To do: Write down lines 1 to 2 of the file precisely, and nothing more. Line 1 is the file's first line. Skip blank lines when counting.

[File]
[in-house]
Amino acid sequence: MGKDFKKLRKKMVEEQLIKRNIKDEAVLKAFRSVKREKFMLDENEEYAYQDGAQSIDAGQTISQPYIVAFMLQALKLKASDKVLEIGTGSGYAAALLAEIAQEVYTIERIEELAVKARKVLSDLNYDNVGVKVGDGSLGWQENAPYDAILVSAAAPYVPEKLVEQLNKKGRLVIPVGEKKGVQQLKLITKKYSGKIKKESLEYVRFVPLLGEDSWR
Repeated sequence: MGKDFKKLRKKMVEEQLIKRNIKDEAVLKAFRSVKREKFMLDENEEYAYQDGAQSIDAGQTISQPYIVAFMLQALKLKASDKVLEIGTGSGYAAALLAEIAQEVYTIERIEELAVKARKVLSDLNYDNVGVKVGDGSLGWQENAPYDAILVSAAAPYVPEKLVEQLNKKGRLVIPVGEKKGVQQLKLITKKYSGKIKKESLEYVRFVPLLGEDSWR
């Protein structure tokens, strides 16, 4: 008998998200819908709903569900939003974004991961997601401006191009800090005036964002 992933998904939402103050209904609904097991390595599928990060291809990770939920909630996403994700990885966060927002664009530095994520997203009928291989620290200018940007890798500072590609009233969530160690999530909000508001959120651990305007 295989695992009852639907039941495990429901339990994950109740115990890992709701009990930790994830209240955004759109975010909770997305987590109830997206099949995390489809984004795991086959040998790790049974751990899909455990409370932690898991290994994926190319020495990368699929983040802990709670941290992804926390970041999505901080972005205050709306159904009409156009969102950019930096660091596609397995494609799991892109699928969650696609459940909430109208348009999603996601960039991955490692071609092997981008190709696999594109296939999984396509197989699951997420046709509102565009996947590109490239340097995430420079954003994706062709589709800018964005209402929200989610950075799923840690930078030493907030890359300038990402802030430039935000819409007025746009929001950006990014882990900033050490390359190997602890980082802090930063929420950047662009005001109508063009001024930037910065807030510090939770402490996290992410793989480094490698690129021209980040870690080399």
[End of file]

[in-house]
Amino acid sequence: MGKDFKKLRKKMVEEQLIKRNIKDEAVLKAFRSVKREKFMLDENEEYAYQDGAQSIDAGQTISQPYIVAFMLQALKLKASDKVLEIGTGSGYAAALLAEIAQEVYTIERIEELAVKARKVLSDLNYDNVGVKVGDGSLGWQENAPYDAILVSAAAPYVPEKLVEQLNKKGRLVIPVGEKKGVQQLKLITKKYSGKIKKESLEYVRFVPLLGEDSWR